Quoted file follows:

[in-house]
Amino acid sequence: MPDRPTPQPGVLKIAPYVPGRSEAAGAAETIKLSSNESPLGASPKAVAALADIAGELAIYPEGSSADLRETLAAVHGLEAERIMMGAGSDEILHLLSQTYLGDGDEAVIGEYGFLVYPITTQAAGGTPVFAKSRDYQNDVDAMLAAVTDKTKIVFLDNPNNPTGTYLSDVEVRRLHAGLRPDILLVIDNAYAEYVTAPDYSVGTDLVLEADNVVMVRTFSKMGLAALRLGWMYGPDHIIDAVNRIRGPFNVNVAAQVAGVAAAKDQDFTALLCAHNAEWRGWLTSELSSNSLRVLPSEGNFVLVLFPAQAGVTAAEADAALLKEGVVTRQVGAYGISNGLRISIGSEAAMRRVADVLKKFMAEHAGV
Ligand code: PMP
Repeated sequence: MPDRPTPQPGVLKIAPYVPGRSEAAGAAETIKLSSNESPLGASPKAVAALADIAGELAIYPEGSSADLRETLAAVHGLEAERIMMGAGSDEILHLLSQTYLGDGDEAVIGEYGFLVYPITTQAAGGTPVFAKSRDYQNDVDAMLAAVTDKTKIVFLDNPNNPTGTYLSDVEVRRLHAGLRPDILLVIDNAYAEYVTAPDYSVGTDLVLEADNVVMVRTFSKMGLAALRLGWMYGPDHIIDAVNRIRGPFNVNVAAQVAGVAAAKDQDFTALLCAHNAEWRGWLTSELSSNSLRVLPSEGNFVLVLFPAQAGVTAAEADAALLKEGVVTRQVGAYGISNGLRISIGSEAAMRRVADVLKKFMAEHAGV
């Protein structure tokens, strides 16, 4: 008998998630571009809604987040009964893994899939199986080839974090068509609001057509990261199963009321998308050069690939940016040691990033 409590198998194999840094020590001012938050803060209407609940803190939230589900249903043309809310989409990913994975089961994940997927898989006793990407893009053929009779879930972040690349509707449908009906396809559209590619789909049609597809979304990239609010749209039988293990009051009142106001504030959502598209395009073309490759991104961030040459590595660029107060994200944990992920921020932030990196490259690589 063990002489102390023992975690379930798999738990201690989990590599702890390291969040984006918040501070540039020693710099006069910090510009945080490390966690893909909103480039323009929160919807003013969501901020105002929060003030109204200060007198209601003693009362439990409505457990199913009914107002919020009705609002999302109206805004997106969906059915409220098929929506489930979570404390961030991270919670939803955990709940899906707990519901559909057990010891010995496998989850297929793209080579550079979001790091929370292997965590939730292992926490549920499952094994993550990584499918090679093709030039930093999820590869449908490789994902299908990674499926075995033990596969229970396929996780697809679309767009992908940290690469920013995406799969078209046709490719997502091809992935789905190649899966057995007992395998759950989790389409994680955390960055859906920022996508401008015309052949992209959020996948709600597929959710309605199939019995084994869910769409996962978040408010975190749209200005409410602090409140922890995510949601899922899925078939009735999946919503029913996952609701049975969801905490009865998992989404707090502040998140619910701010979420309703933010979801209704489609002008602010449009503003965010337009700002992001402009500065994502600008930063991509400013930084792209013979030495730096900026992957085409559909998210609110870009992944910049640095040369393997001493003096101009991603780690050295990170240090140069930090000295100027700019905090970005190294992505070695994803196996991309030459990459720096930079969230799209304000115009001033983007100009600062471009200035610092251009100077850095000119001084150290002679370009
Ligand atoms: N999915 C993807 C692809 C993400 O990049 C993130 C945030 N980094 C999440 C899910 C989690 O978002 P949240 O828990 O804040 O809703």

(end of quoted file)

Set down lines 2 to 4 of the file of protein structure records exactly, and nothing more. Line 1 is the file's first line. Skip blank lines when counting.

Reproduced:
Amino acid sequence: MPDRPTPQPGVLKIAPYVPGRSEAAGAAETIKLSSNESPLGASPKAVAALADIAGELAIYPEGSSADLRETLAAVHGLEAERIMMGAGSDEILHLLSQTYLGDGDEAVIGEYGFLVYPITTQAAGGTPVFAKSRDYQNDVDAMLAAVTDKTKIVFLDNPNNPTGTYLSDVEVRRLHAGLRPDILLVIDNAYAEYVTAPDYSVGTDLVLEADNVVMVRTFSKMGLAALRLGWMYGPDHIIDAVNRIRGPFNVNVAAQVAGVAAAKDQDFTALLCAHNAEWRGWLTSELSSNSLRVLPSEGNFVLVLFPAQAGVTAAEADAALLKEGVVTRQVGAYGISNGLRISIGSEAAMRRVADVLKKFMAEHAGV
Ligand code: PMP
Repeated sequence: MPDRPTPQPGVLKIAPYVPGRSEAAGAAETIKLSSNESPLGASPKAVAALADIAGELAIYPEGSSADLRETLAAVHGLEAERIMMGAGSDEILHLLSQTYLGDGDEAVIGEYGFLVYPITTQAAGGTPVFAKSRDYQNDVDAMLAAVTDKTKIVFLDNPNNPTGTYLSDVEVRRLHAGLRPDILLVIDNAYAEYVTAPDYSVGTDLVLEADNVVMVRTFSKMGLAALRLGWMYGPDHIIDAVNRIRGPFNVNVAAQVAGVAAAKDQDFTALLCAHNAEWRGWLTSELSSNSLRVLPSEGNFVLVLFPAQAGVTAAEADAALLKEGVVTRQVGAYGISNGLRISIGSEAAMRRVADVLKKFMAEHAGV